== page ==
"Nazli Eray takes the reader on a fantastic journey where fact and fiction intersect to liberate the loaded and much-consumed concepts like love and passion, and to suggest that neither death nor everyday life can imprison them. In Eray’s house of fiction, lovers unite transgressing the boundaries set by time, space and conventions."—Mine Özyurt Kiliç, author of Maggie Gee: Writing the Condition-of-England Novel
"This intricate novel from Turkish writer Nazli Eray is a postmodern gem. Set outside reality as often as in, the book follows an extraordinary cast of characters as they come to terms with romance, history, and everyday life. Through its bizarre twists and turns, Eray's imaginative book illustrates our own interconnectedness in an increasingly chaotic world."—World Literature Today
In Eray’s world of fantasy and fun, there are few boundaries between reality and imagination. There is a roadside tea garden where spirits gather by night to carry on flirtations until they fade into the dawn, and there is a tavern in Bartin where men make their lost illusions of love come alive by thinking of them. The narrator exchanges places with Night for twenty-four hours to find out what it means to be the unsleeping Night, the guardian of dreams. The slot machines in a casino provide love advice and clues to the multiple realities of romance, history, and everyday life. A mixture of drama and fable, confession and memoir, the fabulous and the prosaic, The Emperor Tea Garden is a place where you have never been and always are. As you turn each page of Eray’s work, you are in a different world, sometimes several at the same time.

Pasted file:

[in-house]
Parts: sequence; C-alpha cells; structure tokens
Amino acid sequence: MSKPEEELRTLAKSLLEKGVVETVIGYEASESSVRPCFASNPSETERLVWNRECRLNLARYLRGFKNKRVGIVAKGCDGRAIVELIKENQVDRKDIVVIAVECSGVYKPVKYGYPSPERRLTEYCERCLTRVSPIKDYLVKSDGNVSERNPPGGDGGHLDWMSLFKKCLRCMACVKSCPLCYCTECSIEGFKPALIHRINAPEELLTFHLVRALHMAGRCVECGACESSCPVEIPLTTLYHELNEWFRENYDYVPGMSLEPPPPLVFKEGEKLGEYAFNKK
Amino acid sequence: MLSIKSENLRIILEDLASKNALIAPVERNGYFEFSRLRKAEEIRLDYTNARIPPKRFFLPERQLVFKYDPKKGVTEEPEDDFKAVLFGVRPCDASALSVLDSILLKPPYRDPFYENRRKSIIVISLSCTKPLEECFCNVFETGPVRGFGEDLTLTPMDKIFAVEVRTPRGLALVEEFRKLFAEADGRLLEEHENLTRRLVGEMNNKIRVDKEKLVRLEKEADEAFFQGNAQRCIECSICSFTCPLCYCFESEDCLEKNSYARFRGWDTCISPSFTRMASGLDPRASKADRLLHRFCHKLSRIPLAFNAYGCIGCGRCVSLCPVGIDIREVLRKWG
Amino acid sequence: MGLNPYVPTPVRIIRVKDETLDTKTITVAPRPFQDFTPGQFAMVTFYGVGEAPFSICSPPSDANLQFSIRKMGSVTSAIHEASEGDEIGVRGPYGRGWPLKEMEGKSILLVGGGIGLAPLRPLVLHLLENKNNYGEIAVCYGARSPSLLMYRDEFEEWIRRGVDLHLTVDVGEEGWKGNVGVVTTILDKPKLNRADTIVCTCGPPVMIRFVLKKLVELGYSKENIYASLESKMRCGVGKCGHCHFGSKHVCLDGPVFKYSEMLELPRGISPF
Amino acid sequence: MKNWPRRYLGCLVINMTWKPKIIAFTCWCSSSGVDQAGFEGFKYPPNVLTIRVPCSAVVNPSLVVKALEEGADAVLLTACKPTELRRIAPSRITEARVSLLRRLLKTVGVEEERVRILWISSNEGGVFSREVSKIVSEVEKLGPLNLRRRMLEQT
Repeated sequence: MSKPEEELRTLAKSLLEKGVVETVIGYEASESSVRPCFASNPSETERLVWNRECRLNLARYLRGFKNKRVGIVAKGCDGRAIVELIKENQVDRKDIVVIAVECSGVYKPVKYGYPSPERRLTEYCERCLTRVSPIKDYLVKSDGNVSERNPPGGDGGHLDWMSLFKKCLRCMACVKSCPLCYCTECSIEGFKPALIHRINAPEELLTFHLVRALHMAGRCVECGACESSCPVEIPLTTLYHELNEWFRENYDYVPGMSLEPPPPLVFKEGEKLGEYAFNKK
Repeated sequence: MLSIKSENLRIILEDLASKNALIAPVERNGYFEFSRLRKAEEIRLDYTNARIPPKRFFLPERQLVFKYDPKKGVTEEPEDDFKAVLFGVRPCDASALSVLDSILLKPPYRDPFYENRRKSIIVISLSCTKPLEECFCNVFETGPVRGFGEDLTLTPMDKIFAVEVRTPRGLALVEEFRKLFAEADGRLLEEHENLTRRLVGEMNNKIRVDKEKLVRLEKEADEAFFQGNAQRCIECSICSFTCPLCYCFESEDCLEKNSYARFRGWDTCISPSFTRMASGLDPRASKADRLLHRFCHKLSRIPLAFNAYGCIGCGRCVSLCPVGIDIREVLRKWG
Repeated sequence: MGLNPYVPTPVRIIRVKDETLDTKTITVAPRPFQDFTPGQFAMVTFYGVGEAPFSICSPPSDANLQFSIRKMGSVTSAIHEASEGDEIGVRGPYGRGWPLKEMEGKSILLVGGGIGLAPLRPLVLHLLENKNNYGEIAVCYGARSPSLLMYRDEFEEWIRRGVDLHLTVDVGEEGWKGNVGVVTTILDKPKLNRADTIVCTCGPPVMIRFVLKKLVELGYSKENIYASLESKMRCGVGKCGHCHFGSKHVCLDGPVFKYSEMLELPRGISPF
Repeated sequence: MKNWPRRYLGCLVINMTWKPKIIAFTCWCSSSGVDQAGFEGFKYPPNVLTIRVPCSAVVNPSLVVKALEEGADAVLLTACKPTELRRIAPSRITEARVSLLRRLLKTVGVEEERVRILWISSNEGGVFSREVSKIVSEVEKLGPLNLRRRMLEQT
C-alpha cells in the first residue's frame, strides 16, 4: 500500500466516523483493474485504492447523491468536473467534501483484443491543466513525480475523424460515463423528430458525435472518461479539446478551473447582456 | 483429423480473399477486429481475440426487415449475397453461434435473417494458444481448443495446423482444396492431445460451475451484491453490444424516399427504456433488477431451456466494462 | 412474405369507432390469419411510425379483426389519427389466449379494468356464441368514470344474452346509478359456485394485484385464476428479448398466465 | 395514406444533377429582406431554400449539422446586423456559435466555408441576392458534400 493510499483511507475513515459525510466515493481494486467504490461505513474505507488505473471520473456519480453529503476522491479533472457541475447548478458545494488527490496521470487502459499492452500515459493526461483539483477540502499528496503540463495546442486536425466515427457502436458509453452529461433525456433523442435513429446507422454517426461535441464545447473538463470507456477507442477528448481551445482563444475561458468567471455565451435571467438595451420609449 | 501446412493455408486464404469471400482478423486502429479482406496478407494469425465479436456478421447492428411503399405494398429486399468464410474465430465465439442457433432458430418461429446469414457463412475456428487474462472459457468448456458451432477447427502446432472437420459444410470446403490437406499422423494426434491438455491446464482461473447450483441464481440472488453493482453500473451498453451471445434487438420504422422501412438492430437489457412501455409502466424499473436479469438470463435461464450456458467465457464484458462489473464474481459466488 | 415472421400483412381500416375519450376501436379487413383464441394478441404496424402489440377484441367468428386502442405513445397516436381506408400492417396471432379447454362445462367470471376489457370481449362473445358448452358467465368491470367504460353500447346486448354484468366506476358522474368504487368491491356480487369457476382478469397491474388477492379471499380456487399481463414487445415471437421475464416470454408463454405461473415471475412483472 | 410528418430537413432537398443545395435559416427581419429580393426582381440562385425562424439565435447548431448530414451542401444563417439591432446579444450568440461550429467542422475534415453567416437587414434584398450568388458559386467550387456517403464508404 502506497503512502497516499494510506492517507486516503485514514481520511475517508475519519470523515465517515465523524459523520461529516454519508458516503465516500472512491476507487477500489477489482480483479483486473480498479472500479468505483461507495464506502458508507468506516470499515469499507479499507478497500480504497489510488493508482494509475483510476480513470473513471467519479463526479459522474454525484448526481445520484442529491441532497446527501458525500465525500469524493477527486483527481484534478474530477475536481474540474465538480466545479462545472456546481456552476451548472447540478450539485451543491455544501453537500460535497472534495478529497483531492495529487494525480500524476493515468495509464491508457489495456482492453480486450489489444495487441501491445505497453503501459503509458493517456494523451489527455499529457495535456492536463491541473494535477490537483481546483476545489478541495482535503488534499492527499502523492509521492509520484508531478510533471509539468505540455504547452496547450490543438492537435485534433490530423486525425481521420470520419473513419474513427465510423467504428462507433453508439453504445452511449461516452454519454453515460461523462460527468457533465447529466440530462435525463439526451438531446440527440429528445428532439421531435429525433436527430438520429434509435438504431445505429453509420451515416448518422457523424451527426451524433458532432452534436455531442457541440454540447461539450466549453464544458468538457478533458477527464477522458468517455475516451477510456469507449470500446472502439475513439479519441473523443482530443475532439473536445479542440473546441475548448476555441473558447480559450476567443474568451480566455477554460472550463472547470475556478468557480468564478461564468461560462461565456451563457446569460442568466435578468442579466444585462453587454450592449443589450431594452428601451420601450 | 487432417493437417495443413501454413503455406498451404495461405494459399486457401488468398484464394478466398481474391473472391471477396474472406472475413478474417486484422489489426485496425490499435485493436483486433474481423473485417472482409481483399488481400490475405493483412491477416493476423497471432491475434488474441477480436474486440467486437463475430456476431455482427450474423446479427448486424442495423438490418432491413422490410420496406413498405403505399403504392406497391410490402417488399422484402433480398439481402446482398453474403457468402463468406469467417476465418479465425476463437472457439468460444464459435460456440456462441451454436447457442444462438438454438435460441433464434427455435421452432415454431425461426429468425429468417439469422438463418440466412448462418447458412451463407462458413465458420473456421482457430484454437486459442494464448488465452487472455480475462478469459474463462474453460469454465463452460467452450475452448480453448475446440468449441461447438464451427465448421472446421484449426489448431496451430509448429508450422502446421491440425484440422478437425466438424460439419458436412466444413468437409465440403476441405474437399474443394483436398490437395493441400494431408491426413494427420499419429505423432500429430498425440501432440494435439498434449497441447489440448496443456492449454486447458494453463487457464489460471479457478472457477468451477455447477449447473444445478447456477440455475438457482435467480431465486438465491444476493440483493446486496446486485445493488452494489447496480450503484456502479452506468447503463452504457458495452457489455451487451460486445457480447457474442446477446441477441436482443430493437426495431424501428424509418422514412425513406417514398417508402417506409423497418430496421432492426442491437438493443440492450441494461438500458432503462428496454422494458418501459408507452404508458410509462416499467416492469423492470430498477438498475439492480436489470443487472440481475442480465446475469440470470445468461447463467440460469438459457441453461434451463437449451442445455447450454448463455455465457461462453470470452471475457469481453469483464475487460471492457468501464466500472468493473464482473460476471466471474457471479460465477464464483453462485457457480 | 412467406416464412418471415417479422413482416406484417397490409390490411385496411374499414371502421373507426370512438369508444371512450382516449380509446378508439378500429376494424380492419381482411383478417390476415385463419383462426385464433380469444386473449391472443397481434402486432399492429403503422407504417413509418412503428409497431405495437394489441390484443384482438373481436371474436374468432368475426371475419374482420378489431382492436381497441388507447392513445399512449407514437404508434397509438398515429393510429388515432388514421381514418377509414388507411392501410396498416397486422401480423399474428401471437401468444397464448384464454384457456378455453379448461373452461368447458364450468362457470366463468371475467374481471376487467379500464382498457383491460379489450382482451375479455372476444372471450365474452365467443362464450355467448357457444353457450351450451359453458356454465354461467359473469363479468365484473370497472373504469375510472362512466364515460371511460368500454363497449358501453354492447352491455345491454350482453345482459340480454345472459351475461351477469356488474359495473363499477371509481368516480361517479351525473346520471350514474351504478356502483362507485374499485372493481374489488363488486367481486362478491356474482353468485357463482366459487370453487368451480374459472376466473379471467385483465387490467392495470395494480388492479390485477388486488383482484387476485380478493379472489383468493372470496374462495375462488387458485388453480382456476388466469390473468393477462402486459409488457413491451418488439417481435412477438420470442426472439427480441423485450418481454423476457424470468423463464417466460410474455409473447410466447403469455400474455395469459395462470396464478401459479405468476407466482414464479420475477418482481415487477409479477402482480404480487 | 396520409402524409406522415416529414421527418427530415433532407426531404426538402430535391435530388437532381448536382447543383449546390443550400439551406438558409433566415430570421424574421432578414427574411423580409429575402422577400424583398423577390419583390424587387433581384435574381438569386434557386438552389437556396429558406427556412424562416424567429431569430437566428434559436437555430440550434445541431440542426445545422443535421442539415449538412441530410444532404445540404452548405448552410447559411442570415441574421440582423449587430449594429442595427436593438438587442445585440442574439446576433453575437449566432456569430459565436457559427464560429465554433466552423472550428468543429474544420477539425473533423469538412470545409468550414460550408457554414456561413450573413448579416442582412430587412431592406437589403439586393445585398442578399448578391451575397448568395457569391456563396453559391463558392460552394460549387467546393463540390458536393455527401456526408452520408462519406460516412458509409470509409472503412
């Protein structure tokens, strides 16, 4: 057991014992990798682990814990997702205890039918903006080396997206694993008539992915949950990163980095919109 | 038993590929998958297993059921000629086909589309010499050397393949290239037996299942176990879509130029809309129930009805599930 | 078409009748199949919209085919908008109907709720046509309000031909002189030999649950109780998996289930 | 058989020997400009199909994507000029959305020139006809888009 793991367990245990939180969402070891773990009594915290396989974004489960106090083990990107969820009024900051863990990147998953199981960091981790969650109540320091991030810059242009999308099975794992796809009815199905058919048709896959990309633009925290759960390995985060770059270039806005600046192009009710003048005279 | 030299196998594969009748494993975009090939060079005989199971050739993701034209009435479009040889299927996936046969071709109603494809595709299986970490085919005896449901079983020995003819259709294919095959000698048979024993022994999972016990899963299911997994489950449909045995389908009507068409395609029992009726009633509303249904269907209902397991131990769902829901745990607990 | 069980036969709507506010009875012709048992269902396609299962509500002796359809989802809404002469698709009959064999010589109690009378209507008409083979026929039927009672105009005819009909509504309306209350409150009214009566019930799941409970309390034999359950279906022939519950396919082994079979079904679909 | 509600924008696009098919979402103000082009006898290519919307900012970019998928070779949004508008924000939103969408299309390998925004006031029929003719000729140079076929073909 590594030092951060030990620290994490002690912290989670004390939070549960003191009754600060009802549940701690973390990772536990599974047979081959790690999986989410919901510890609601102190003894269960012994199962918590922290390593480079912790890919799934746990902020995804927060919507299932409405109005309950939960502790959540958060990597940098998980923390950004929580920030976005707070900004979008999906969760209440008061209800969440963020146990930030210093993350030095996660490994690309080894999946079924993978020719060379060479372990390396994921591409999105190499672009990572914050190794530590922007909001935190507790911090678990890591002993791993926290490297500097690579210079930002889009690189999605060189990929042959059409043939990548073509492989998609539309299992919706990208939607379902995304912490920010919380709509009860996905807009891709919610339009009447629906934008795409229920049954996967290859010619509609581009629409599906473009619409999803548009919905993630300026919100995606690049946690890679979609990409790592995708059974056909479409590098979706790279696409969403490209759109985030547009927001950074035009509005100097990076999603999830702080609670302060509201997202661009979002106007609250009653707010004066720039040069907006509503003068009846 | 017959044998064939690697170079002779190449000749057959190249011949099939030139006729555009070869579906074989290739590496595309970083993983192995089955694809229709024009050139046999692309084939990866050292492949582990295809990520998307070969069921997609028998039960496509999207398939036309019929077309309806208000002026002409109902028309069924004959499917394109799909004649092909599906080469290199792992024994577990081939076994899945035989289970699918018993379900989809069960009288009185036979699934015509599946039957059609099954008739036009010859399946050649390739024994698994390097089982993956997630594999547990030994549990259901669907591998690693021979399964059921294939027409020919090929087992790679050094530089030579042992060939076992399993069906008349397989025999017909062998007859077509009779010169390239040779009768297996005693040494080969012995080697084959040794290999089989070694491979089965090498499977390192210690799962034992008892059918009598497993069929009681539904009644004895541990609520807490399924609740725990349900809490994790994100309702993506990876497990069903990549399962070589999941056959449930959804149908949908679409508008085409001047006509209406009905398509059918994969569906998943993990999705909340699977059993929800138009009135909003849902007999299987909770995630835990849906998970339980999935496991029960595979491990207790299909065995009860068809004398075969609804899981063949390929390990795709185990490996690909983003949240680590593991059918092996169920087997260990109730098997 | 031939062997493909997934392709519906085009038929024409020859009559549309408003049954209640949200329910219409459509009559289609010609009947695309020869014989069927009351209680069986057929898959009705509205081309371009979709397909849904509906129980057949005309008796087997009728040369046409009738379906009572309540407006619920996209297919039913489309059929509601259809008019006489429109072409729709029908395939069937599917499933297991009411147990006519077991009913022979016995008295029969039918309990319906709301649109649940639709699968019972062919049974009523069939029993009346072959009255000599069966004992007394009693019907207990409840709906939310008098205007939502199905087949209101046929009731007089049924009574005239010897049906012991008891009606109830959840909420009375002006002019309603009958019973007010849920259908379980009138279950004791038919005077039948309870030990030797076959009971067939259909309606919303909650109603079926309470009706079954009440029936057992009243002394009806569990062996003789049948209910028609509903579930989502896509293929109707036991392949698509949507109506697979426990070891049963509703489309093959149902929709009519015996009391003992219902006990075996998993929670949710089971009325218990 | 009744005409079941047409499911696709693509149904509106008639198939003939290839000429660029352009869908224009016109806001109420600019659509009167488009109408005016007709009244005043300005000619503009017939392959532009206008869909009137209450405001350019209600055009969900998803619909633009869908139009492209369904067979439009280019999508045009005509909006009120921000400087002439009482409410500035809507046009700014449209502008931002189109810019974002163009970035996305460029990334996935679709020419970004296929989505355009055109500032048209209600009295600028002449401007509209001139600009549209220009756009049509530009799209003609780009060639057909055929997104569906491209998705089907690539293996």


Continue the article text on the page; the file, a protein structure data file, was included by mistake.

Nazli Eray is one of Turkey’s most popular writers. She is the founder of the Turkish Literary Association, an honorary faculty member at the University of Iowa, and a member of PEN International. She is the author of many stories, plays, and novels, including The Street of Different Dreams, Orpheus, and The Man Who Wears Love, which won the Yunus Nadi Novel Prize in 2002.
Robert Finn is the author of The Early Turkish Novel and translator of Nazli Eray’s Orpheus and Orhan Pamuk’s Silent House.
5.5 x 8.5, 232 pages